As Reuters reports, like in 2014 and unlike in national elections, British broadcasters on Thursday will not conduct exit polls - in which people are asked as they leave polling stations how they voted - once polling closes at 10pm local time because the margin of error for an event which has little precedent is too large.
However, that same logic apparently does not prevent the very same YouGov pollster cited above, to publish a poll showing how people have voted in the European Union referendum shortly after polling stations close on Thursday. The poll will be based on responses from a pre-selected group of people seen as representative of the wider electorate on how they actually voted in the referendum. Its findings are due to be announced by Sky News soon after polling stations close at 10 p.m. (2100 GMT).
This means YouGov will be the de facto exit poll, and in the absence of official exit polls, the YouGov survey will be closely watched by FX traders who will not be sleeping much if at all tomorrow night.
Where it gets murky is that the online survey will be drawn from a panel of people who have previously been polled by YouGov about their voting intentions and who have agreed to share their decision once they have voted, a spokesman for YouGov said. The figures will be weighted for a number of factors, he added, declining to comment further on specifics. No figure for the number of people to be surveyed was immediately available.
One thing is clear: the market will impute the most recent precedent, as well as the sharp drop in Leave "momentum" as an indication of what will happen, which means that the just released lead of 51% for Remain will be seen as suggestive of what will happen tomorrow when YouGov releases its quasi-exit poll in less than 12 hours.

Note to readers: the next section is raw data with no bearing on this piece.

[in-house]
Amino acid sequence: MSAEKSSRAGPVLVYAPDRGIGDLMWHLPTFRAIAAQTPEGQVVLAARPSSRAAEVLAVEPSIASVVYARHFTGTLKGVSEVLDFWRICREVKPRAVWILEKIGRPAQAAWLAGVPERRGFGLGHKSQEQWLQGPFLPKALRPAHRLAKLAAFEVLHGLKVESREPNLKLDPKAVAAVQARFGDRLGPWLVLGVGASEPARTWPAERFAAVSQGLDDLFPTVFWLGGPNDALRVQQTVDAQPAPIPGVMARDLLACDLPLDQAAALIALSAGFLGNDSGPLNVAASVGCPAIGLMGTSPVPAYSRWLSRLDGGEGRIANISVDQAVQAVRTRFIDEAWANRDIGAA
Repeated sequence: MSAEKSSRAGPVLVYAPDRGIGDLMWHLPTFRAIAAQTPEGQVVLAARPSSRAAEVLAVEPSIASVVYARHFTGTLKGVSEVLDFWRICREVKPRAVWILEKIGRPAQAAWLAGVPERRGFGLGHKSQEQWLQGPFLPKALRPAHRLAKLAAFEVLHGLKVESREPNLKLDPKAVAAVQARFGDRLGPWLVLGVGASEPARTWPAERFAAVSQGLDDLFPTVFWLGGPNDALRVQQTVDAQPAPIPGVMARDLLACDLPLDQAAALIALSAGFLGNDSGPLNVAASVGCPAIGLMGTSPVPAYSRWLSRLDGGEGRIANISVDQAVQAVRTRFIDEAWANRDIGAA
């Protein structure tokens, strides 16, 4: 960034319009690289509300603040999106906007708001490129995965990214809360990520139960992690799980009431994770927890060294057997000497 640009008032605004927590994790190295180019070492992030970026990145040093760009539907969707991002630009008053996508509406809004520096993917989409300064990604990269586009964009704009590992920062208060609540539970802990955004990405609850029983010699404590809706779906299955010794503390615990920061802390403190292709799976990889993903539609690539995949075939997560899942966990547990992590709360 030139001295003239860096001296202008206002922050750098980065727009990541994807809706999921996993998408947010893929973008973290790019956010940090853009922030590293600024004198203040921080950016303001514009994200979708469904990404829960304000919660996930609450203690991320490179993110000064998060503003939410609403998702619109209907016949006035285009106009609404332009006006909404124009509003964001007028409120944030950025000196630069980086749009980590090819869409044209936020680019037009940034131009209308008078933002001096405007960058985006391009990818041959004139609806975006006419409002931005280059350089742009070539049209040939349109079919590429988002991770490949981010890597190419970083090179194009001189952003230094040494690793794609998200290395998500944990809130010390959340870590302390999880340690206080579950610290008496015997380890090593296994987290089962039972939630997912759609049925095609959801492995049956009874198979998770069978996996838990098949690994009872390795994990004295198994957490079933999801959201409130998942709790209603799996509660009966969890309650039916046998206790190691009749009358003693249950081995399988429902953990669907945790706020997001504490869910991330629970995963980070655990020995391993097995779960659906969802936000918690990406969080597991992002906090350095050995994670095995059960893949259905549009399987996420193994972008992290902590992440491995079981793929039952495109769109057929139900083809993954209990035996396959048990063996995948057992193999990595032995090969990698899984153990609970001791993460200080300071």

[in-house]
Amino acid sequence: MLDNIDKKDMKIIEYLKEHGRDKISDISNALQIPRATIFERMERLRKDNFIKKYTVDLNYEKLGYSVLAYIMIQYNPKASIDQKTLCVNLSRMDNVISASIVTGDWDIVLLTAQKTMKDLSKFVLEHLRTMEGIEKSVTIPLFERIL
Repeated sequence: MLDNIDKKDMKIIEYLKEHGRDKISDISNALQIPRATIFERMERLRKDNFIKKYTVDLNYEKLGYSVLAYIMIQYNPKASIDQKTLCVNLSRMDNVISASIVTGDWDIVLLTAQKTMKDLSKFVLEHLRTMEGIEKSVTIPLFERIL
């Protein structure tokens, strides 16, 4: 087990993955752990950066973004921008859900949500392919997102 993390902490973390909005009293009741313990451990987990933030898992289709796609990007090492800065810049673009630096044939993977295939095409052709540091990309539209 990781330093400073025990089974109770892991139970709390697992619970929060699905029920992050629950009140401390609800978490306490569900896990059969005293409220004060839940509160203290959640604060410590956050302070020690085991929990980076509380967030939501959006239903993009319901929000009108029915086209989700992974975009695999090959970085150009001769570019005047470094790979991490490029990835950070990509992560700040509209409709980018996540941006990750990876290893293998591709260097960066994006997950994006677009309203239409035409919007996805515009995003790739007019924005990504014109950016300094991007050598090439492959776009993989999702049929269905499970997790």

As Reuters adds, YouGov will be "hoping to repeat its successful prediction of the 2014 Scottish independence vote." Back in 2014, a YouGov poll released as Scottish polling stations closed came very close to accurately predicting the result of Scotland's independence referendum. That poll showed the campaign against independence winning with 54 percent of the vote. The official result gave the anti-independence campaign 55.3 percent of the vote.
However, while it was successful in 2014, it was hugely mistaken in 2015. YouGov and other major pollsters failed to predict the outcome of Britain's 2015 parliamentary election. Prime Minister David Cameron's Conservatives won it with a comfortable, albeit slim, majority, despite months of opinion polls showing them and the main opposition Labour Party running neck-and-neck.


The event was labelled a "fiasco" for pollsters and was followed by an inquiry by the British Polling Council. Only one exit poll was close to being right.
So will 2016 be another "2014" success story or a "2015" fiasco? Judging by the surge in cable, which just exploded to a fresh 2016 high of 1.48 (and briefly rising above it), which as a reminder was the "extreme print" level that Citi predicted cable would hit in case of a Remain vitory...


... the market - if only for now - is 100% certain that a Brexit will not happen.